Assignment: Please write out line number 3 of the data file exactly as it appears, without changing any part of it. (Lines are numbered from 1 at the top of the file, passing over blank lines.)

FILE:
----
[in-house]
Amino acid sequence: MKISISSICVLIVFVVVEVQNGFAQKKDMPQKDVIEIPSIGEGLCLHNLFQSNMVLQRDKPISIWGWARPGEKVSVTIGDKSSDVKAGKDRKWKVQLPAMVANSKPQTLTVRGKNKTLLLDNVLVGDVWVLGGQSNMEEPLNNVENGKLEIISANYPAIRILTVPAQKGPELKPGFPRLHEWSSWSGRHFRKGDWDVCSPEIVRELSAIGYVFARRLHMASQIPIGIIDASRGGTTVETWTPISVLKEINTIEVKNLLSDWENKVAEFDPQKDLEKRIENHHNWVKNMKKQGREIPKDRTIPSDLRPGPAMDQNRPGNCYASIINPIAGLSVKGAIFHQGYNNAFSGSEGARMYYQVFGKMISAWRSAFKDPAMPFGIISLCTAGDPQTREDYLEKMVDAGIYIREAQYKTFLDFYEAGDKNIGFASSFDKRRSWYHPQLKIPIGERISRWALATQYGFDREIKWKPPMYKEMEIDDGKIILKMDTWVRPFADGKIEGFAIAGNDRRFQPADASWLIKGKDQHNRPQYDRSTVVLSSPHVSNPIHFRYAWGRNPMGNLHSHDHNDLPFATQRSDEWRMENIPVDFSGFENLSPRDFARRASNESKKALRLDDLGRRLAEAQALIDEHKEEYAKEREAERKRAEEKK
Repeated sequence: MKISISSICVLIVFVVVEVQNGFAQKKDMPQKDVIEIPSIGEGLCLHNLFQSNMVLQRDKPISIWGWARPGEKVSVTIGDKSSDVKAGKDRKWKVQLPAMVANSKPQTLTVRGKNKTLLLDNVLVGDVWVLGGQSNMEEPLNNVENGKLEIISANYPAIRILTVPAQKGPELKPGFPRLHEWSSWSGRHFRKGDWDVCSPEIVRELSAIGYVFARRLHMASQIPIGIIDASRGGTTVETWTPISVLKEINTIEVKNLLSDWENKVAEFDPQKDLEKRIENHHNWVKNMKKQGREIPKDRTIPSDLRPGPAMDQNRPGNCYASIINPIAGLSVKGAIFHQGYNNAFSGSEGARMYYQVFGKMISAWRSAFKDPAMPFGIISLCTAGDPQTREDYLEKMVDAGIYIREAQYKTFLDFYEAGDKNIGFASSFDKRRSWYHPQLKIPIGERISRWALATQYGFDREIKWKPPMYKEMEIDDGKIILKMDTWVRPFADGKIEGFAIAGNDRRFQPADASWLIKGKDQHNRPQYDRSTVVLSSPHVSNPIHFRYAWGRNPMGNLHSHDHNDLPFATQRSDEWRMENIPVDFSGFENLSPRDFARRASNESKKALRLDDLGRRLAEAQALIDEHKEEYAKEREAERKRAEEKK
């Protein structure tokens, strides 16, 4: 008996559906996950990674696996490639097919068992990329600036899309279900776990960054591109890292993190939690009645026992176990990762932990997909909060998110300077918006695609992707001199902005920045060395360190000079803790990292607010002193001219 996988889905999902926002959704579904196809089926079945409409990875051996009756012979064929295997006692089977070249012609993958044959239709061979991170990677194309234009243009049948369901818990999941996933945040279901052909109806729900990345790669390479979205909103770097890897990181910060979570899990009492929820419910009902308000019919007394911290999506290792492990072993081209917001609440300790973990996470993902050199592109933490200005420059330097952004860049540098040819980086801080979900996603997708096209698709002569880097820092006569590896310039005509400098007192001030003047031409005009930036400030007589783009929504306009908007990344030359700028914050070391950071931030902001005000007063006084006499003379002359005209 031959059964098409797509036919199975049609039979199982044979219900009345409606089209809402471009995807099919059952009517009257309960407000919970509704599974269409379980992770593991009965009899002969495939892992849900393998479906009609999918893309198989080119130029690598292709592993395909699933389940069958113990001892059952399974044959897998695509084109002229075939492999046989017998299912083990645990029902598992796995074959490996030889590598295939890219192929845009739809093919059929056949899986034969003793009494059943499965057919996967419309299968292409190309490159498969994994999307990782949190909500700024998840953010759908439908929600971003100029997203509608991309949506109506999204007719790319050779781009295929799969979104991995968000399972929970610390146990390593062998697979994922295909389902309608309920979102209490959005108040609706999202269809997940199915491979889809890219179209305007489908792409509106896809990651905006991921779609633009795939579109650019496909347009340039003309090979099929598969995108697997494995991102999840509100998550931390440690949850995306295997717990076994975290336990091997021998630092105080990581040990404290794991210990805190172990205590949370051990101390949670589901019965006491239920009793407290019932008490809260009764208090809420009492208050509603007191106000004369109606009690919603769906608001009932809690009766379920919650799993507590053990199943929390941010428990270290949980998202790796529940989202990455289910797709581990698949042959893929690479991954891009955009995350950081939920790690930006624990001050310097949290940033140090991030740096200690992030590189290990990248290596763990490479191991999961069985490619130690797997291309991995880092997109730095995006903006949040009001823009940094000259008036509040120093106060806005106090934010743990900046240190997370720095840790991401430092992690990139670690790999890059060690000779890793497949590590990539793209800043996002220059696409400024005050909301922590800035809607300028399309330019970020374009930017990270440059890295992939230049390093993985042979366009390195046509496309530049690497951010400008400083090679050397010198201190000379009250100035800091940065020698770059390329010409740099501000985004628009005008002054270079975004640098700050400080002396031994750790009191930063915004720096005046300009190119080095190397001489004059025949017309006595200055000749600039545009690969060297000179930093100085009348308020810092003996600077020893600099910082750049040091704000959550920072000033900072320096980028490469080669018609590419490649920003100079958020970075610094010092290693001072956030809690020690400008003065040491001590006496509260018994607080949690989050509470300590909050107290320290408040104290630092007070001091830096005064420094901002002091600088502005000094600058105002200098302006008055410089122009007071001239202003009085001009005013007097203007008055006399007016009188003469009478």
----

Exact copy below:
Repeated sequence: MKISISSICVLIVFVVVEVQNGFAQKKDMPQKDVIEIPSIGEGLCLHNLFQSNMVLQRDKPISIWGWARPGEKVSVTIGDKSSDVKAGKDRKWKVQLPAMVANSKPQTLTVRGKNKTLLLDNVLVGDVWVLGGQSNMEEPLNNVENGKLEIISANYPAIRILTVPAQKGPELKPGFPRLHEWSSWSGRHFRKGDWDVCSPEIVRELSAIGYVFARRLHMASQIPIGIIDASRGGTTVETWTPISVLKEINTIEVKNLLSDWENKVAEFDPQKDLEKRIENHHNWVKNMKKQGREIPKDRTIPSDLRPGPAMDQNRPGNCYASIINPIAGLSVKGAIFHQGYNNAFSGSEGARMYYQVFGKMISAWRSAFKDPAMPFGIISLCTAGDPQTREDYLEKMVDAGIYIREAQYKTFLDFYEAGDKNIGFASSFDKRRSWYHPQLKIPIGERISRWALATQYGFDREIKWKPPMYKEMEIDDGKIILKMDTWVRPFADGKIEGFAIAGNDRRFQPADASWLIKGKDQHNRPQYDRSTVVLSSPHVSNPIHFRYAWGRNPMGNLHSHDHNDLPFATQRSDEWRMENIPVDFSGFENLSPRDFARRASNESKKALRLDDLGRRLAEAQALIDEHKEEYAKEREAERKRAEEKK